Inclusion Exclusion Criteria Dissertation Topics
In a clinical trial, the investigators must specify inclusion and exclusion criteria for participation in the study.
Inclusion criteria are characteristics that the prospective subjects must have if they are to be included in the study, while exclusion criteria are those characteristics that disqualify prospective subjects from inclusion in the study. Inclusion and exclusion criteria may include factors such as age, sex, race, ethnicity, type and stage of disease, the subject’s previous treatment history, and the presence or absence (as in the case of the “healthy” or “control” subject) of other medical, psychosocial, or emotional conditions.
Inclusion and exclusion criteria are meant to ensure patients safety during the study, provide data (justification) of subject appropriateness for the study, to minimize withdrawal (also costs) and ensure that primary end-points of study are reached.
Poorly Justified Reasons for Exclusion:
- Any criteria unless the condition or intervention is specific to the criterion, or the criterion has a direct bearing on condition/intervention/results.
Strongly Justified Reasons for Exclusion:
- Unable to provide informed consent
- Placebo or intervention would be harmful
- Lack of equipoise (intervention harmful)
- Effect of intervention difficult to interpret
Potentially Justified Reasons for Exclusion
- Individual may not adhere
- Individual may not complete follow up
- Individuals do not have reliable information
Example of inclusion and exclusion criteria
Coronary Heart Disease
- Minimum outcomes: coronary deaths & non-fatal myocardial infarction
- Appropriate measures of Framingham variables (Age, sex, LDL, HDL, total cholesterol, diabetes, smoking status, hypertension)
- Cohort, nested case-control, cardiovascular trial follow-up study (or systematic review or meta-analysis of these study types) that measures a novel risk factor and estimates its predictive value after adjusting for Framingham variables
- No data
- Population or sub-population with known coronary disease or coronary disease equivalent (e.g., diabetes)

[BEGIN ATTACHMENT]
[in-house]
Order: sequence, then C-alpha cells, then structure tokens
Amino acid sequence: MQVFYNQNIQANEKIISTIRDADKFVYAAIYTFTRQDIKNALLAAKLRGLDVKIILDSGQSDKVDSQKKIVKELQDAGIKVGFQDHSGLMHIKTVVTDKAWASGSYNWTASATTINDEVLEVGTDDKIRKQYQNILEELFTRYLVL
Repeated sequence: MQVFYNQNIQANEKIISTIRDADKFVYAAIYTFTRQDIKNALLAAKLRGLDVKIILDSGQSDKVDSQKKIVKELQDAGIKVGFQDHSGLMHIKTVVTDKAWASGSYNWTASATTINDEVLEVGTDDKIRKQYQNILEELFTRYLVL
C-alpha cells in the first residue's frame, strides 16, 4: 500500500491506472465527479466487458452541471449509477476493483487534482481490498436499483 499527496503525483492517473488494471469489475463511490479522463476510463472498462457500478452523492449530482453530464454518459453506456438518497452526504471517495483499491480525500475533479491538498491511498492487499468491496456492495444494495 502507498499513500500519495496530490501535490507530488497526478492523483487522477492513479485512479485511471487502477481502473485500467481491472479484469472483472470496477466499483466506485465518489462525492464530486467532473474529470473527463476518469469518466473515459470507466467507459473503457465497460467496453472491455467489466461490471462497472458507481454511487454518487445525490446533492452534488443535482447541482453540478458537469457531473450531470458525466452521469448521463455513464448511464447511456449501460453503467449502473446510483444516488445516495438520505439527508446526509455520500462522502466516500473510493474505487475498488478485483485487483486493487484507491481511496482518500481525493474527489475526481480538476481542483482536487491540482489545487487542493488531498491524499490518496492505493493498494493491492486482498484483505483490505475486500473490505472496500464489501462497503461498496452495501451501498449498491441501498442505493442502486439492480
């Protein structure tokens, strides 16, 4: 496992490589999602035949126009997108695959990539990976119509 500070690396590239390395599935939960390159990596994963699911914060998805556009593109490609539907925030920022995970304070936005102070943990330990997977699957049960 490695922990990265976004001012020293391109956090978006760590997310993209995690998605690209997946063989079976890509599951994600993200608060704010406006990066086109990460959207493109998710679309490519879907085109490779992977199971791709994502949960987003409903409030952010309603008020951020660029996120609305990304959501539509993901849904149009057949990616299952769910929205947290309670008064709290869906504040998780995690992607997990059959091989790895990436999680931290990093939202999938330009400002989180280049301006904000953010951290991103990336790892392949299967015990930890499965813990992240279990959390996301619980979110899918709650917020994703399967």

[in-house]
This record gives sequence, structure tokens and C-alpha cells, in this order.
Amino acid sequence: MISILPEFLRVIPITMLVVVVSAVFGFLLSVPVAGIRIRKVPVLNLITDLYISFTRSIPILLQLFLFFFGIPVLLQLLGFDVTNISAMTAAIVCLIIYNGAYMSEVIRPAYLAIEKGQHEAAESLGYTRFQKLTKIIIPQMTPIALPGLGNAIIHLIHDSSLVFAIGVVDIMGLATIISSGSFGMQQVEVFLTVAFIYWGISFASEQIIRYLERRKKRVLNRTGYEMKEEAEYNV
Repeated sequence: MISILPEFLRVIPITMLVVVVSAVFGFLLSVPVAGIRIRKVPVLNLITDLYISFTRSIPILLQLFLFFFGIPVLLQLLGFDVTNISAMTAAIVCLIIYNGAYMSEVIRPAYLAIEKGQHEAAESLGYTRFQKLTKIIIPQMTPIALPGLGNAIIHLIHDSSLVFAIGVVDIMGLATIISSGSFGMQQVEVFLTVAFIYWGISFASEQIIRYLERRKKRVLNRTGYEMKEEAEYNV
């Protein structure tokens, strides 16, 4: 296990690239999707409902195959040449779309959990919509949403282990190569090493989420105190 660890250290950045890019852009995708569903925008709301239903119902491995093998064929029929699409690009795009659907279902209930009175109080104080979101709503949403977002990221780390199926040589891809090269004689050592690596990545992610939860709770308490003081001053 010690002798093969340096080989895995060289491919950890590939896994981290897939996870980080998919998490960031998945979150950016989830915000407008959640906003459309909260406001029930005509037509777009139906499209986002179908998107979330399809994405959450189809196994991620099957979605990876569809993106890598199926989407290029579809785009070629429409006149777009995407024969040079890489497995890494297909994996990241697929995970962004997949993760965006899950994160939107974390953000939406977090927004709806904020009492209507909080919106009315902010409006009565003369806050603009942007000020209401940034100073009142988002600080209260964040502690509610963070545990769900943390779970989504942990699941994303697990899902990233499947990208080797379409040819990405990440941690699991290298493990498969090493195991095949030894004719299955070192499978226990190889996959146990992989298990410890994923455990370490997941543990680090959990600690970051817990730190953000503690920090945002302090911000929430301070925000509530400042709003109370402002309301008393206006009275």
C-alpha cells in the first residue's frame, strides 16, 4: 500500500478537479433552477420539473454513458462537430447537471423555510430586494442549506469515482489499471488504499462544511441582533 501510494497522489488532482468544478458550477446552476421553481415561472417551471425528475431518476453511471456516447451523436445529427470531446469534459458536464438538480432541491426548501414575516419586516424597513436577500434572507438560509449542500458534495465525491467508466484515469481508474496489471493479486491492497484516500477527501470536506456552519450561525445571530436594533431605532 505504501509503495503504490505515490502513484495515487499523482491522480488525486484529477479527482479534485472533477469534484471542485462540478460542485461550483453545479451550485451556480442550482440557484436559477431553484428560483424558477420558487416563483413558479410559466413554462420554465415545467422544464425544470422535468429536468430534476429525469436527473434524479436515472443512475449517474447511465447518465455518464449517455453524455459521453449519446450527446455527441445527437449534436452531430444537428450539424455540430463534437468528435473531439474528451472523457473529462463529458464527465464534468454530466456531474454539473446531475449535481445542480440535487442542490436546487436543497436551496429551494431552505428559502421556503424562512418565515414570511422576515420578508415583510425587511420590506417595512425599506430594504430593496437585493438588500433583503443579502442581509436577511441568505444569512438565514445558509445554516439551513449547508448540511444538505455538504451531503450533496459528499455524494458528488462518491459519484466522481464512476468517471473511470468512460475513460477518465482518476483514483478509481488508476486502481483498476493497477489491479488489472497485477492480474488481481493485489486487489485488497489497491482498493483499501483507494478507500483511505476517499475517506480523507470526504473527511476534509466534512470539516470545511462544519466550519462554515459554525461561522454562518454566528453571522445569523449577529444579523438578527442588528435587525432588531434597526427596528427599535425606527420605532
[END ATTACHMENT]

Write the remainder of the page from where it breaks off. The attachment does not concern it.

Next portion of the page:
- Does not include minimum outcomes
- Does not measure Framingham variables appropriately
- Wrong study design/article format
- ^ abcVan Spall, Harriette (21 March 2007). "Eligibility criteria of randomized controlled trials published in high-impact general medical journals: a systematic sampling review". The Journal of the American Medical Association. 297 (11): 1233–40. doi:10.1001/jama.297.11.1233. PMID 17374817.
- ^Helfand M, Buckley D, Fleming C, et al. (2009). Screening for Intermediate Risk Factors for Coronary Heart Disease. Rockville (MD): Agency for Healthcare Research and Quality (US).
Inclusion and exclusion criteria set the boundaries for the systematic review. They are determined after setting the research question usually before the search is conducted, however scoping searches may need to be undertaken to determine appropriate criteria. Many different factors can be used as inclusion or exclusion criteria. Information about the inclusion and exclusion criteria is usually recorded as a paragraph or table within the methods section of the systematic review. It may also be necessary to give the definitions, and source of the definition, used for particular concepts in the research question (e.g. adolescence, depression).
Other inclusion/exclusion criteria can include the sample size, method of sampling or availability of a relevant comparison group in the study. Where a single study is reported across multiple papers the findings from the papers may be merged or only the latest data may be included.